The lion hunt

A Masai elder's coming-of-age tale. Sort of.

After two years of invitations, I finally made it to Africa to visit my friend Moses, a Masai elder, at his village in Kenya.

The Masai have a long history of being great warriors, and that first night while sitting around a fire, Moses offered to tell me about hunting lions. This was an honor, as his people also consider themselves to be great storytellers and do not often share such private tales with visitors.

A Masai boy is expected to hunt a lion with only a shield and spear before he is considered to be a man. While he does not have to kill the lion, he must participate in the hunt. Moses was about 13 when he faced this trial, which is an integral part of his culture.

Moses put on a grave face and began to tell about the lion dance that is performed the night before a hunt and how the warriors jump high into the air while moving in a circle to imitate what they will do in the morning. They begin the hunt by driving the lion into a thicket and surrounding it in a wide circle, then slowly advancing until the lion is so threatened that it attacks a warrior. That warrior then throws himself on the ground, covers up with his shield, and hopes his fellow hunters kill the lion with their spears before it kills him.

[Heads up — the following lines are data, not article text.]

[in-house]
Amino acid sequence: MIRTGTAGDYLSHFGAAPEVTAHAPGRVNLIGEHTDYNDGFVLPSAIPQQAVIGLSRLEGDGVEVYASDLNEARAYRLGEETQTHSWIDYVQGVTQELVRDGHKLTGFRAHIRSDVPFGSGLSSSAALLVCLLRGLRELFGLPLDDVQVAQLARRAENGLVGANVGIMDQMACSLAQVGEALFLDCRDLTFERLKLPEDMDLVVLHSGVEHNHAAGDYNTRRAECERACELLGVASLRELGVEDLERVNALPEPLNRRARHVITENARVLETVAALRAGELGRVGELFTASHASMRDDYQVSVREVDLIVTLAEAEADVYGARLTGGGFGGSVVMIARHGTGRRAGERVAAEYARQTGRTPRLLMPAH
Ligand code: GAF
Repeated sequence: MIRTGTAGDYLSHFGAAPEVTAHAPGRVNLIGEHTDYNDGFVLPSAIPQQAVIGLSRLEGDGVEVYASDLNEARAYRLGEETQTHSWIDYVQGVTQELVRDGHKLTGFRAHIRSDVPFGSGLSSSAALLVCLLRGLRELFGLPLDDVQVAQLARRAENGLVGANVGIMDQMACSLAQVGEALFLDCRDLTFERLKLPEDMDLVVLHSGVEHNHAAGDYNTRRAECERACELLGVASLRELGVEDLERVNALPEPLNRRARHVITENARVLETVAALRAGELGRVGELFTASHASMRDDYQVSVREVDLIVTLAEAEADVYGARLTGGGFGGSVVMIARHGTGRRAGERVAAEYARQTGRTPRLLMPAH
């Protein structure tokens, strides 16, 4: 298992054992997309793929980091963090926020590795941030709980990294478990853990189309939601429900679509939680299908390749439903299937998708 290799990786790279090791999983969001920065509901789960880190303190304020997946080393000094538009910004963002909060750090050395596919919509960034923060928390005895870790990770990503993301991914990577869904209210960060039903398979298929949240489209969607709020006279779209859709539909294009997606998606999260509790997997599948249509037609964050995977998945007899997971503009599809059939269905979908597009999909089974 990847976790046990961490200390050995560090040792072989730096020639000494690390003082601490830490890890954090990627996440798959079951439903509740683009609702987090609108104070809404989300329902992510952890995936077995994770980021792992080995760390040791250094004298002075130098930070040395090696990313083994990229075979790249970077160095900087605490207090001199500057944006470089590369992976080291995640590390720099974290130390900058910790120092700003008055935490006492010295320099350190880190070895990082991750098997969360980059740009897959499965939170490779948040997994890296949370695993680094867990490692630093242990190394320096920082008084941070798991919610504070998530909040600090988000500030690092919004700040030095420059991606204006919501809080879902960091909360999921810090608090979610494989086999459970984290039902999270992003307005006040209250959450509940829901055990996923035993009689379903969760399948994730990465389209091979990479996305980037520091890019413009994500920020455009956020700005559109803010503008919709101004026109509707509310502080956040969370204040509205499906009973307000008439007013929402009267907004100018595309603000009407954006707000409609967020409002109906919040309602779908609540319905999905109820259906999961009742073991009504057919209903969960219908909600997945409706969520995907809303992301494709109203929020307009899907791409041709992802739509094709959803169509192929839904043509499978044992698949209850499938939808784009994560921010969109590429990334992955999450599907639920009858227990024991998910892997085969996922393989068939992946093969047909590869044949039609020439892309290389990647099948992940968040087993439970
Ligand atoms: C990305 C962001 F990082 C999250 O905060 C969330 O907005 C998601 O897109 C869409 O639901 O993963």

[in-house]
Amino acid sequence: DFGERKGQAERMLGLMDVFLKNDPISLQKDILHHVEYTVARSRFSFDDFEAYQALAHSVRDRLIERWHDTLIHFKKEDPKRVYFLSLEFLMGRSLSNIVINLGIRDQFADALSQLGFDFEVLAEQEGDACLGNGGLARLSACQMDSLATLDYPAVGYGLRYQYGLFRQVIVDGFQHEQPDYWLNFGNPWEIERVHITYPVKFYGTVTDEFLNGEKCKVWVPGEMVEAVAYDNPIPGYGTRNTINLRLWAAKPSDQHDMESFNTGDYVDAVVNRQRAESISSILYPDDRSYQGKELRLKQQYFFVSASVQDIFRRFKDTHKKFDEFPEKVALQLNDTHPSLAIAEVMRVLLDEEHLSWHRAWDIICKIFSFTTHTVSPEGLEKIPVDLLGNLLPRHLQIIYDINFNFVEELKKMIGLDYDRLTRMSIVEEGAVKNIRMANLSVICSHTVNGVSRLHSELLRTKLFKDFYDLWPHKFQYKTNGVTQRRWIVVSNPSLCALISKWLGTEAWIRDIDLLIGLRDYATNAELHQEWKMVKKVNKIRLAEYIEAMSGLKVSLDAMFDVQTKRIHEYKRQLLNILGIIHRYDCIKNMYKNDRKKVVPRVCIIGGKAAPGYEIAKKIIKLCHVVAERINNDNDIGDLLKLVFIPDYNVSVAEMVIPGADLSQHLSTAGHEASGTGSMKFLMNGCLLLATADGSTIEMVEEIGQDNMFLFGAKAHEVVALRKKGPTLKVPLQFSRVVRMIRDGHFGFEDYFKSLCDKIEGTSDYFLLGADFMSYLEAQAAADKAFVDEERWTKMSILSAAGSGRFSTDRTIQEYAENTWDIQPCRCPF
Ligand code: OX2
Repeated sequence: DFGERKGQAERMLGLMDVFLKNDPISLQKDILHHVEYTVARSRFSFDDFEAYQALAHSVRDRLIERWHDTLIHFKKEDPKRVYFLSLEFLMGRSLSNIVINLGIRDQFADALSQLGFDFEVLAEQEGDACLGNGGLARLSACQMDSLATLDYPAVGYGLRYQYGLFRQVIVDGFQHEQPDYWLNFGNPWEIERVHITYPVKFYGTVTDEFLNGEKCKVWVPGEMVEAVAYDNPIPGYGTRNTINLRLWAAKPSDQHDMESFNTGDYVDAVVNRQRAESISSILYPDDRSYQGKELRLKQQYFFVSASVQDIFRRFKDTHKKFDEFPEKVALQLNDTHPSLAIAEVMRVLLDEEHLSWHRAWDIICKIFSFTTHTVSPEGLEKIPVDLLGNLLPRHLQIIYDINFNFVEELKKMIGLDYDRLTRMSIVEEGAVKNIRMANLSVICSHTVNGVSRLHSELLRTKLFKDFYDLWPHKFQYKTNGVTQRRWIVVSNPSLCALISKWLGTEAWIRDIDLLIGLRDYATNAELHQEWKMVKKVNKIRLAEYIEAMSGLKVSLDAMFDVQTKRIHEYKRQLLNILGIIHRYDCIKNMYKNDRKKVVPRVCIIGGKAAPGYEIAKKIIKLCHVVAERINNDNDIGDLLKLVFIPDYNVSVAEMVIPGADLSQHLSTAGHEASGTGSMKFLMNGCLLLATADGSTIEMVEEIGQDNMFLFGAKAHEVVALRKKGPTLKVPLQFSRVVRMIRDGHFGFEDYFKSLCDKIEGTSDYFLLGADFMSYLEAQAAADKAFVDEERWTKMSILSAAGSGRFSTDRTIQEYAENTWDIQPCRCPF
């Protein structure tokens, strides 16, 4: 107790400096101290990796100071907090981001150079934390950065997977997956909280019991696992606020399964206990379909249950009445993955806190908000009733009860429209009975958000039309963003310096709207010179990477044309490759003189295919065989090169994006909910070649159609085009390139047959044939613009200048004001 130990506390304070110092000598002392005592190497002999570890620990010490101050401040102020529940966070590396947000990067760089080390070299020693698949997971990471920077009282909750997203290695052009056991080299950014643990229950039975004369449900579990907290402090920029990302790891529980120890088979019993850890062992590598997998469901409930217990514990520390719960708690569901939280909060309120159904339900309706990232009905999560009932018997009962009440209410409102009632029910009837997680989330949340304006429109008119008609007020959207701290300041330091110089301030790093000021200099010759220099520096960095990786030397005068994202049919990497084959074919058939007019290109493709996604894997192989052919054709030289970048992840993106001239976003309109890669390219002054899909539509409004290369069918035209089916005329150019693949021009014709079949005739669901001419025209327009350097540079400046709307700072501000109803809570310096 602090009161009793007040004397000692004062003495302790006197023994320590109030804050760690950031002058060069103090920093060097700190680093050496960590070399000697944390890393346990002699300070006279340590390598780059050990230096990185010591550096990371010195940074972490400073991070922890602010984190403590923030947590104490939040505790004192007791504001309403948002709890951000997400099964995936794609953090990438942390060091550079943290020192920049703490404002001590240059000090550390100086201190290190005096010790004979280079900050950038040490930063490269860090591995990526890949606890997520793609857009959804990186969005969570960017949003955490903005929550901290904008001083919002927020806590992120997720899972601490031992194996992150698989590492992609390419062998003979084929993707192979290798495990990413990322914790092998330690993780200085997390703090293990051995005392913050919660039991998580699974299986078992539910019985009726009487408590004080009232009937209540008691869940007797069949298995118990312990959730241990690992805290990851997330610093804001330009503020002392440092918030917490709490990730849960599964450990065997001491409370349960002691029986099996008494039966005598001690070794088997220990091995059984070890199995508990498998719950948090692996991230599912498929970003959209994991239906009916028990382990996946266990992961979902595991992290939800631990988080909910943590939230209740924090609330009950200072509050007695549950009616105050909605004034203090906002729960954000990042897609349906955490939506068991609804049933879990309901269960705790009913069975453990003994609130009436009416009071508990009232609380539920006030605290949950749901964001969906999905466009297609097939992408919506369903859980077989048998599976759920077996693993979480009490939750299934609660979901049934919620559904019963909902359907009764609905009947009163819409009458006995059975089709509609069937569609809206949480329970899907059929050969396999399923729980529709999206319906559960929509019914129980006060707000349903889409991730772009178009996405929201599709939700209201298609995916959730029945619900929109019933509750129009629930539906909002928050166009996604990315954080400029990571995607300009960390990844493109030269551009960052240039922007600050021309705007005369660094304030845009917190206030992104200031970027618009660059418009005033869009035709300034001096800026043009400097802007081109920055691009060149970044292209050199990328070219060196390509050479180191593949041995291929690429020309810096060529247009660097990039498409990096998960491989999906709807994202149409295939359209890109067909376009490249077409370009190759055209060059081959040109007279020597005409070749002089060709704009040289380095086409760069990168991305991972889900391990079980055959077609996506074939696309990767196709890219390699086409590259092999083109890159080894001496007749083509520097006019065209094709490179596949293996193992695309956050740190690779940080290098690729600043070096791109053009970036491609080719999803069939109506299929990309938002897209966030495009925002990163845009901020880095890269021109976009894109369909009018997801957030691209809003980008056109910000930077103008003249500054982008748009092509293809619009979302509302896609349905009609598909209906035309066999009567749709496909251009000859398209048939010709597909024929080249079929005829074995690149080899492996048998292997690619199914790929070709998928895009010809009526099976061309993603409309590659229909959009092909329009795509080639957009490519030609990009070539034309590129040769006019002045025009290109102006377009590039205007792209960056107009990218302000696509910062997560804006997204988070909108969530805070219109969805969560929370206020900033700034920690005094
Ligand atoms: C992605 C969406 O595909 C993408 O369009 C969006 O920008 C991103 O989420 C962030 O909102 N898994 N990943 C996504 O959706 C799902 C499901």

Moses stared into the fire a long time before continuing, and I thought perhaps he had awakened a bad memory.

Reaching down, he pulled up his bright red shuka (robe) and showed me a long jagged scar on his calf, saying he'd gotten it on his first lion hunt.

I was shocked. I said, "The lion did that to you?"

He leaned forward as if to impart a great secret and said, "No. I was so scared, I speared myself in the leg, and the lion got away!"

With that he threw his head back, giggling uncontrollably. I had received my introduction to Masai humor.

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About a year ago, I happened upon this statement about the Monitor in the Harvard Business Review – under the charming heading of “do things that don’t interest you”:

“Many things that end up” being meaningful, writes social scientist Joseph Grenny, “have come from conference workshops, articles, or online videos that began as a chore and ended with an insight. My work in Kenya, for example, was heavily influenced by a Christian Science Monitor article I had forced myself to read 10 years earlier. Sometimes, we call things ‘boring’ simply because they lie outside the box we are currently in.”

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